It wasn’t 5-7, but it was still highly entertaining stuff on Monday at the Madejski Stadium.
Arsenal may be in something of a crisis after losing to Bradford City in the Capital One Cup, but a strong showing at the Madejski Stadium will have Arsene Wenger pleased. Arsenal put 4 unanswered goals past Reading before McDermott’s men managed to find 2 opportunistic goals within five minutes of each other.
Readings orthodox 4-4-2 was stretched by Arsenal’s superior numbers in midfield. Their defensive line was fairly high, but this failed to reduce the amount of running space ahead of their penalty area and Arsenal took advantage of this. When they did counter, they did it fairly well. Both of their goals had less than three passes in build up. Their game plan was clear: attempt to win the ball high and quickly put it toward goal.
Wenger fielded a 4-2-3-1. Theo Walcott, got his wish of playing through the center, flanked by Podolski and Oxlaide-Chamberlain. Cazorla operated as a link between the deeper lying Arteta and Wilshere, finding a significant amoutn of space behind Reading’s midfielders.
The Royals played a surprisingly high line that led to high involvement from Arsenal’s wingers and fullbacks. They completely dominated the midfield through short passing, but space and pace were both found and exploited down the flanks to quickly launch attacks.
Arsenal took 67% of the possession with Reading struggling to put together sustained periods of pressure. This statistic paired with their 379 more completed passes than Reading illustrates their dominance of the match. Arsenal also created 6 clear-cut scoring chances to Reading’s 2.
Walcott As A Central Striker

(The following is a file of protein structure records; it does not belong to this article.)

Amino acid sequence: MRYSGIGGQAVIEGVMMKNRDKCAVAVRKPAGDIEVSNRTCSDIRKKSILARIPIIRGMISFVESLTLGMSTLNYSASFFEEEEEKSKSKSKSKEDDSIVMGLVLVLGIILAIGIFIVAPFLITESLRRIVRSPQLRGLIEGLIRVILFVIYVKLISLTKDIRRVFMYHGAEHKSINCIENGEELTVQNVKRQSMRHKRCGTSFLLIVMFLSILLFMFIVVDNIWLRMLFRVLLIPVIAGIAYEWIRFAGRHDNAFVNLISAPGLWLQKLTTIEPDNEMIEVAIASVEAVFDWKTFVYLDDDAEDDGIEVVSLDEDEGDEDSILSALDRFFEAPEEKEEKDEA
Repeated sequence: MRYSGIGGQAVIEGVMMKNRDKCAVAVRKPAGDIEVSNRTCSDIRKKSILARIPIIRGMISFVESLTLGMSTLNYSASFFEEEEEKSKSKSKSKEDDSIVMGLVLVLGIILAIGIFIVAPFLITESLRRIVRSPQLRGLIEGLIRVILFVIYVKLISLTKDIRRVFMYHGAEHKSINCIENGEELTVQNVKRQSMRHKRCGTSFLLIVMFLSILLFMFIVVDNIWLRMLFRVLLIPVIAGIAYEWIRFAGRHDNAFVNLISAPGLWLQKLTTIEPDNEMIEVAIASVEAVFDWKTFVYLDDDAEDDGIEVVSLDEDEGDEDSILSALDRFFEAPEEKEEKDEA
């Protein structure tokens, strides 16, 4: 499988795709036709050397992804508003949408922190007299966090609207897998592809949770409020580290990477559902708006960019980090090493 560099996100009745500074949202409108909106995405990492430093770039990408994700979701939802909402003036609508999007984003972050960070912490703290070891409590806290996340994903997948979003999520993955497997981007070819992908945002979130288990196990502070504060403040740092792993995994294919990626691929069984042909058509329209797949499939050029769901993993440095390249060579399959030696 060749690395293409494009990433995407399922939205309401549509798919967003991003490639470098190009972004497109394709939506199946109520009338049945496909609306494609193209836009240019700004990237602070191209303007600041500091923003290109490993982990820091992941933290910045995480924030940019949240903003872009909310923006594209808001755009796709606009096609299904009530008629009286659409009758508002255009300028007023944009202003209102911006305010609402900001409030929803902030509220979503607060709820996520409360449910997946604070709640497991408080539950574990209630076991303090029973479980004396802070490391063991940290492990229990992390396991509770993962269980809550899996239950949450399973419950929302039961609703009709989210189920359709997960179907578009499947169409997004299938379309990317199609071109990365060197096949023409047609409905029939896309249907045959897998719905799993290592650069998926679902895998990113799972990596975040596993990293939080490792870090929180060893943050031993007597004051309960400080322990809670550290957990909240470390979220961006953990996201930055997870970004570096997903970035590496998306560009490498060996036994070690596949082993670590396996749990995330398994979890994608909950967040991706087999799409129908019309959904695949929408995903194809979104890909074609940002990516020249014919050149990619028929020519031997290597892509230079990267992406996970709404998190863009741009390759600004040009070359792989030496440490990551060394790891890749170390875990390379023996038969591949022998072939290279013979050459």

Theo Walcott answered some of his doubters with a decent performance as a central striker. He invited chances frequently with his direct pace. Reading played a surprisingly high defensive line and were highly susceptible to Walcott’s speedy runs across the back of defense.
Before scoring his goal in the 80th minute, Walcott also had a fantastic opportunity to score in the first goal when a through ball played him one-on-one against Federici in goal. The chance was ultimately missed, but it was indicative of a striker who is able to quickly receive a pass and a look for a finish behind a defensive line.
Walcott also demonstrated an admirable degree of dynamism. While his opening opportunity was the result of quick play that played to this pace, his goal was the product of an extended period of possession. Around 14 passes were strung together to create his goal. His position off the ball was vital, and he invited space in areas that maximized his potential of scoring.
Reading Exposed On The Left
Four out of Arsenal’s five goals were assisted down the left. Reading’s Cummings at right-back was given no support from Kebe at right winger, and frequently allowed Gibbs and Podolski a great amount of space to operate in. Both players were able to play quick one-two passes that forced Cummings to over commit, leaving one of the speedy players open to play a cross.
Gibbs and Podolski ended the match with two assists a piece with the German also scoring a goal. Every single Arsenal goal was created down the left flank.
Kebe contributed a well executed goal for Reading and had a perfect success rate with his 6 dribbles, but his largest impact was a negative one. His advanced role left Cummings over stretched, and Arsenal pounced on this opening to great effect.
Page 2: Cazorla’s Hat-Trick & Conclusions (click here to view Santi Cazorla’s attacking dashboard & the conclusion or click on the page 2 below)